Belanger, about to start a job at Google next week, also was active outside the classroom, participating in ISU’s CyBIZ Lab, which pairs students with local businesses.
Belanger created a marketing plan for a small window company in Lansing, Iowa. “They didn’t have a marketing department, so I was it,” said Belanger, who waited tables and tended bar to pay her way through college.
The 26-year-old, who chose not to enter college directly after high school — at one point selling vacuum cleaners door to door — also served as a Sony on-campus product representative and developed a smartphone app to drum up business for bar and restaurant owners in Ames, Iowa.
“Doing all that stuff gave me real-world experience and showed entrepreneurial spirit,” Belanger said.
The improved economic environment is giving job-seekers a psychological boost. Unlike students who graduated in the midst of the Great Recession or its aftershocks, new grads are optimistic about their future, said Chris Timm, an associate director of career services at UNL.
“Students feel like they have more options. Some of that sense of desperation might be diminishing,” she added.
The job market has rebounded to normal, said Eric Thompson, a UNL economist and director of its Bureau of Business Research, and it’s “nothing like a few years ago, when real capable students were having trouble launching their careers.”
Graduates who want to stay in Nebraska or alumni who went out-of state several years ago for work should be able to find opportunities back here, Thompson said.
“We’re seeing growth in health care, industries that require engineering — development, construction, manufacturing. We’re seeing a lot of growth in business and professional services ... and it’s even holding steady in information, which employs a lot of people with technical skills. It’s still challenging in media, but not like it was three or four years ago: We have a lot of journalism students here.”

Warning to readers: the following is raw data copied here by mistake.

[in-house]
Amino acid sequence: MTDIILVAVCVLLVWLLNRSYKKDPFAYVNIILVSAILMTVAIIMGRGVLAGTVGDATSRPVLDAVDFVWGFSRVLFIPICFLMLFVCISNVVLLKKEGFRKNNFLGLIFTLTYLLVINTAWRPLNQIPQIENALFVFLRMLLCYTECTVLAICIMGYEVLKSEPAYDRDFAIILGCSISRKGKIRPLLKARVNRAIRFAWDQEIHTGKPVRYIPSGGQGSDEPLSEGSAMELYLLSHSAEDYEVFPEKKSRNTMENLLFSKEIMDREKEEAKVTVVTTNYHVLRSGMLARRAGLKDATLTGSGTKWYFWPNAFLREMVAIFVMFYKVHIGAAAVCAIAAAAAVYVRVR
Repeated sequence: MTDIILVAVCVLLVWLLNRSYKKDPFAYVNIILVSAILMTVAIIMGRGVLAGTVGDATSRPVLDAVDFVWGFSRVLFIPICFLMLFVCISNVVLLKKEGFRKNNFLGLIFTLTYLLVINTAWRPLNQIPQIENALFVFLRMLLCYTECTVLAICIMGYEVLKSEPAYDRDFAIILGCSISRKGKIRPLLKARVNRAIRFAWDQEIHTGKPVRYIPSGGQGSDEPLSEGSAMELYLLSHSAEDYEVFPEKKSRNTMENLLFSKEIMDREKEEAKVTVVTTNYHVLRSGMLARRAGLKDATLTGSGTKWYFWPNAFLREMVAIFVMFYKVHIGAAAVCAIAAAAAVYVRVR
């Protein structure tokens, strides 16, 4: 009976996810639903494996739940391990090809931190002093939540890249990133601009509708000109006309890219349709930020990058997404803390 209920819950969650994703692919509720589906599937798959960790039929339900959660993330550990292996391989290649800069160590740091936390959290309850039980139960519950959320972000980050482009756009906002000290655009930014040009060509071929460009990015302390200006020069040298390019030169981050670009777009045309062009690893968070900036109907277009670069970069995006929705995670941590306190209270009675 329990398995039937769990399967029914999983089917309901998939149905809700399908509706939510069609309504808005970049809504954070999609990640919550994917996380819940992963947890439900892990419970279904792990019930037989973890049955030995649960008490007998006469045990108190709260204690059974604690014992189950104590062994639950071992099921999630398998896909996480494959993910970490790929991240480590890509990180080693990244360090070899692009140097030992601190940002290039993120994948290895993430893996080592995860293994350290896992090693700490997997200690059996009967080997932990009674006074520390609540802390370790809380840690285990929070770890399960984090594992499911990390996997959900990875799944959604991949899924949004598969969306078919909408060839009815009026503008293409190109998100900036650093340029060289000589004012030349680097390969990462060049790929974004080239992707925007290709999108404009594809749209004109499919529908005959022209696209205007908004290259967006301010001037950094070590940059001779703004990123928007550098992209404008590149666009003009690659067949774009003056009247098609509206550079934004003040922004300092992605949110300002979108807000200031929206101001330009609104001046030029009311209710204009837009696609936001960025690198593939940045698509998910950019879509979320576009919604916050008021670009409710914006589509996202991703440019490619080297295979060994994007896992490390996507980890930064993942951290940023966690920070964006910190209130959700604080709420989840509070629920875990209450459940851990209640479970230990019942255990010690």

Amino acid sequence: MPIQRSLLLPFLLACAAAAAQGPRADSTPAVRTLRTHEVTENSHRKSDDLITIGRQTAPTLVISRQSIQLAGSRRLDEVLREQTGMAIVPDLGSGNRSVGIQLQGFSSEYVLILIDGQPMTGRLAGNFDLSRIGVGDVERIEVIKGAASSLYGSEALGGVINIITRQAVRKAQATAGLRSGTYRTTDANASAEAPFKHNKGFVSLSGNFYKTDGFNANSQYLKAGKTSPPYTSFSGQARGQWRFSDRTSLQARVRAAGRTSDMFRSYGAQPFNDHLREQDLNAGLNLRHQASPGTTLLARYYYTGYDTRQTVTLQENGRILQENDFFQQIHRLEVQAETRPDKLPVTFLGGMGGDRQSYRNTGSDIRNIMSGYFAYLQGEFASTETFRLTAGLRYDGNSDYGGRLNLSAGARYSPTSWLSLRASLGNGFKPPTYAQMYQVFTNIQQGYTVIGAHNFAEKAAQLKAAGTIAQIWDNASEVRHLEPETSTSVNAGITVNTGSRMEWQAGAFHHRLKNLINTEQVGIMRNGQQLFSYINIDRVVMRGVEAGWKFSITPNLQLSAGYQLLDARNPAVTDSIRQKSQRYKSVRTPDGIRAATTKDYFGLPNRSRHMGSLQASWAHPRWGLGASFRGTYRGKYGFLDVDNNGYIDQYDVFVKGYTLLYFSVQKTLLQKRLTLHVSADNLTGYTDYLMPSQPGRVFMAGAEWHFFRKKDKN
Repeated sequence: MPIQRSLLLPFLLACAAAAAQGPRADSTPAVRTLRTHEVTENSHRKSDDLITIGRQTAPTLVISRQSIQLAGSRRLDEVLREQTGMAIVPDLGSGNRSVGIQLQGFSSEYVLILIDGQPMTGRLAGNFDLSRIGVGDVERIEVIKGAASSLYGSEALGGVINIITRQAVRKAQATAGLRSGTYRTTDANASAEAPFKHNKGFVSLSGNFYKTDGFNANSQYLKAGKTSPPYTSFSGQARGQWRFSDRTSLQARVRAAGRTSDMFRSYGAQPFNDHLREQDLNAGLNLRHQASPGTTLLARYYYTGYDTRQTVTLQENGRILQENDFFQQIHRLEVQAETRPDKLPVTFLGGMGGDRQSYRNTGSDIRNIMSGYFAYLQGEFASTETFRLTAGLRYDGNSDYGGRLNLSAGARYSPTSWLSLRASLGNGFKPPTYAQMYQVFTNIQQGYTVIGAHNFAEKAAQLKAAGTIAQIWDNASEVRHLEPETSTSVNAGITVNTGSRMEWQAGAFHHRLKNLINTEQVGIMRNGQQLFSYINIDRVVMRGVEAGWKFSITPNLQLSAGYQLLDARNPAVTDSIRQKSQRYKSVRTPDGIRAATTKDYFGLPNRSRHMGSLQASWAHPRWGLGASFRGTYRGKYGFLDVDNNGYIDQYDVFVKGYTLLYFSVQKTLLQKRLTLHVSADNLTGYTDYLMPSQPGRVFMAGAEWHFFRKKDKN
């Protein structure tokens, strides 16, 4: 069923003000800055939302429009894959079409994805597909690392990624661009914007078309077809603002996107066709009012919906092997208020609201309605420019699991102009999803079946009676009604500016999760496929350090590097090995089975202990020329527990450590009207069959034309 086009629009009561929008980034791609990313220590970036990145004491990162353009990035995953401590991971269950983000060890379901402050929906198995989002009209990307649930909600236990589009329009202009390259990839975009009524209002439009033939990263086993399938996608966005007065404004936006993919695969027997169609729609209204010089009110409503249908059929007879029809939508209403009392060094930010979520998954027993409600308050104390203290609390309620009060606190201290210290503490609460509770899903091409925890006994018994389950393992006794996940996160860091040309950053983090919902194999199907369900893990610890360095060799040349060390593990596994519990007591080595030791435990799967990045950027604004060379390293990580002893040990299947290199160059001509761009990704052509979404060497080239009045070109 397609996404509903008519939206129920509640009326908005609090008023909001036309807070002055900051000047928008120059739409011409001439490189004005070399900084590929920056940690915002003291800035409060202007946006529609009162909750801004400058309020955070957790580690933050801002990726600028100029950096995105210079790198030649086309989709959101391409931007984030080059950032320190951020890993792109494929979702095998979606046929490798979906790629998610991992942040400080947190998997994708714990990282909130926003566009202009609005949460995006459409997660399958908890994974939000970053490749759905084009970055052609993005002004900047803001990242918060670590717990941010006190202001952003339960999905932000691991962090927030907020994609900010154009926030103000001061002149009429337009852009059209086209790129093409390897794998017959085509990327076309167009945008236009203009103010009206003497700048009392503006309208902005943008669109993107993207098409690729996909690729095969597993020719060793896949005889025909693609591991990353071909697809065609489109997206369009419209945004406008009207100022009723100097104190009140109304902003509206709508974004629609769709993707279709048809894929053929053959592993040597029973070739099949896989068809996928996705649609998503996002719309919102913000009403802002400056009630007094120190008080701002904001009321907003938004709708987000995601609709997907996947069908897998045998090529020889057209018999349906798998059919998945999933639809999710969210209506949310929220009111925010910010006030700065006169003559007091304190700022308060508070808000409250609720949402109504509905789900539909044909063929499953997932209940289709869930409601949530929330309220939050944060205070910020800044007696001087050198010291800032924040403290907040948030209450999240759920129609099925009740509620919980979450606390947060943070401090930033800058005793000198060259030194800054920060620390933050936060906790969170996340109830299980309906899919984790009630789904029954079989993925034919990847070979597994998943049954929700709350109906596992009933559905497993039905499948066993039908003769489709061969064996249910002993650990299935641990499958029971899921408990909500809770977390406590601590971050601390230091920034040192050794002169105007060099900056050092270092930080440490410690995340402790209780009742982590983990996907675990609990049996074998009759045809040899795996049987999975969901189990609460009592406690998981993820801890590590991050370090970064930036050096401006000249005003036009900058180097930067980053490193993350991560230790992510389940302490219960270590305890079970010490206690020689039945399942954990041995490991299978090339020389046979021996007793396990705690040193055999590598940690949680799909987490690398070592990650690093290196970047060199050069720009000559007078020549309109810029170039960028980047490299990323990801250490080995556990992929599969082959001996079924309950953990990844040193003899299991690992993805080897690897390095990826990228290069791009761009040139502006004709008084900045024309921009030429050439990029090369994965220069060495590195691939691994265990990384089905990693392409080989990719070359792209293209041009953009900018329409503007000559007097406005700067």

Job prospects for college grads are improving for several reasons. The biggest nudge has come from the improving economy, Gardner said. As a result, big companies, especially those that didn’t add to their payroll in recent years, are expanding.
But it’s also because employees who hunkered down during the Great Recession, often shouldering heavier workloads without a pay raise, are sprinting for the door.
“People now realize that to get any kind of pay raise they have to move,” said Gardner, “so we’re seeing a lot of turnover. That means new openings for college grads.”
And baby boomers, expected to retire at a rate of 5,000 to 7,000 a day for the next several years, also are creating vacancies.
Grace Rich, 23, who graduated in December with a degree in neuroscience from UNO, now works full time at a campus research laboratory, but funding for her position is expected to expire in the next three to six months. Rich is confident she will find another job.
But she’s not sitting still. She has tapped her professors for job leads, attended career fairs, sat down with recruiters from small, independent companies as well as Fortune 500 firms and is “using the connections I made at the UNO career fair.”
The state of the economy has made some graduates comfortable with taking short detours to pursue community service or nonprofit jobs.
Jonathan Acosta, who is graduating from UNO in May with degrees in neuroscience and biology, plans to work a year with College Possible. The nonprofit AmeriCorps organization assists low-income students in getting through college, “showing them the resources they need to succeed academically,” said Acosta, who has studied immunity in zebra finches as part of an undergraduate research grant.
Belanger, who sent out more than 40 résumés and cover letters, tailoring each to the job opening, said she still encounters seniors who don’t yet have a job lined up.
“I’ll ask them how many résumés they’ve sent out, and they’ll say, ‘Oh, three.’ Hey, I sent out three over lunch!”